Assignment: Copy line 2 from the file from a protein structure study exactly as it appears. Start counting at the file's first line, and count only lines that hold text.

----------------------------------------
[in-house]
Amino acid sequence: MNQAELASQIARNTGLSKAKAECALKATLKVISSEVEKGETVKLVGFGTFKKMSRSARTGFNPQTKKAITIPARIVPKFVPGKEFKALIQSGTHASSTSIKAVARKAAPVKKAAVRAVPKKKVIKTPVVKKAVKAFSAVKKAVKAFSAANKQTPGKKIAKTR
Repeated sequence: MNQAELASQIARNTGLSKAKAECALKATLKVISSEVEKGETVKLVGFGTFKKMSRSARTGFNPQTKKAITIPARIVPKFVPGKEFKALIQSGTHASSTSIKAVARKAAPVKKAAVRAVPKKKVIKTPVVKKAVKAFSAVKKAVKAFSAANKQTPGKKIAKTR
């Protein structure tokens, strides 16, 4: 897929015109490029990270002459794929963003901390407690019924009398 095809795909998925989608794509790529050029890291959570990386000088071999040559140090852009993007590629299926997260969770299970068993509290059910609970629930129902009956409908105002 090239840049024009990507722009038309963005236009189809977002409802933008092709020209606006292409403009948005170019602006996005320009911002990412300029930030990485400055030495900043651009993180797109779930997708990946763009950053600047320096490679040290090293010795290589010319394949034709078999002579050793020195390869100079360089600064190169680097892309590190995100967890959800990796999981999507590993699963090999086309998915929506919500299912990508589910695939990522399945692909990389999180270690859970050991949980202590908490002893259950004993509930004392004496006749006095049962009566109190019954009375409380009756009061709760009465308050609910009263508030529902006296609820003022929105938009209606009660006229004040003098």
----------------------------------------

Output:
Amino acid sequence: MNQAELASQIARNTGLSKAKAECALKATLKVISSEVEKGETVKLVGFGTFKKMSRSARTGFNPQTKKAITIPARIVPKFVPGKEFKALIQSGTHASSTSIKAVARKAAPVKKAAVRAVPKKKVIKTPVVKKAVKAFSAVKKAVKAFSAANKQTPGKKIAKTR